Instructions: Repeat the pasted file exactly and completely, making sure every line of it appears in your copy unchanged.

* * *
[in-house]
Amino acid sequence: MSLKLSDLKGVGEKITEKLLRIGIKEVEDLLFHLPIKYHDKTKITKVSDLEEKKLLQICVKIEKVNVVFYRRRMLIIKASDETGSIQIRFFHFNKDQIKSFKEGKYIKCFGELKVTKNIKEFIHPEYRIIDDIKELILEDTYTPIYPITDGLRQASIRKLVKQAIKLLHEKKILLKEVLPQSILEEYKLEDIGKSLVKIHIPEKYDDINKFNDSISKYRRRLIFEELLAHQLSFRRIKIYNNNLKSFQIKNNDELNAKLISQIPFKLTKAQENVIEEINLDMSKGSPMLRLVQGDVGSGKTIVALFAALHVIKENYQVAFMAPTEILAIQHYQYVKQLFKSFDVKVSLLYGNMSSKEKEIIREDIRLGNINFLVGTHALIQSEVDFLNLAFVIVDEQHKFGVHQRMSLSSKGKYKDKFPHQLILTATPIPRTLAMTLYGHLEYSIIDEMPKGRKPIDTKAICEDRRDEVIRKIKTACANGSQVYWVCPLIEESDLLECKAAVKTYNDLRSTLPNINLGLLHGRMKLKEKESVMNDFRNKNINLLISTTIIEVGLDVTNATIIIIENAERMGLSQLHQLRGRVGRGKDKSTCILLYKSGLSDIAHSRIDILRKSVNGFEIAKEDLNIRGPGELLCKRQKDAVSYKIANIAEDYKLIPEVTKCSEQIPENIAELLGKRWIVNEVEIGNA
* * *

[in-house]
Amino acid sequence: MSLKLSDLKGVGEKITEKLLRIGIKEVEDLLFHLPIKYHDKTKITKVSDLEEKKLLQICVKIEKVNVVFYRRRMLIIKASDETGSIQIRFFHFNKDQIKSFKEGKYIKCFGELKVTKNIKEFIHPEYRIIDDIKELILEDTYTPIYPITDGLRQASIRKLVKQAIKLLHEKKILLKEVLPQSILEEYKLEDIGKSLVKIHIPEKYDDINKFNDSISKYRRRLIFEELLAHQLSFRRIKIYNNNLKSFQIKNNDELNAKLISQIPFKLTKAQENVIEEINLDMSKGSPMLRLVQGDVGSGKTIVALFAALHVIKENYQVAFMAPTEILAIQHYQYVKQLFKSFDVKVSLLYGNMSSKEKEIIREDIRLGNINFLVGTHALIQSEVDFLNLAFVIVDEQHKFGVHQRMSLSSKGKYKDKFPHQLILTATPIPRTLAMTLYGHLEYSIIDEMPKGRKPIDTKAICEDRRDEVIRKIKTACANGSQVYWVCPLIEESDLLECKAAVKTYNDLRSTLPNINLGLLHGRMKLKEKESVMNDFRNKNINLLISTTIIEVGLDVTNATIIIIENAERMGLSQLHQLRGRVGRGKDKSTCILLYKSGLSDIAHSRIDILRKSVNGFEIAKEDLNIRGPGELLCKRQKDAVSYKIANIAEDYKLIPEVTKCSEQIPENIAELLGKRWIVNEVEIGNA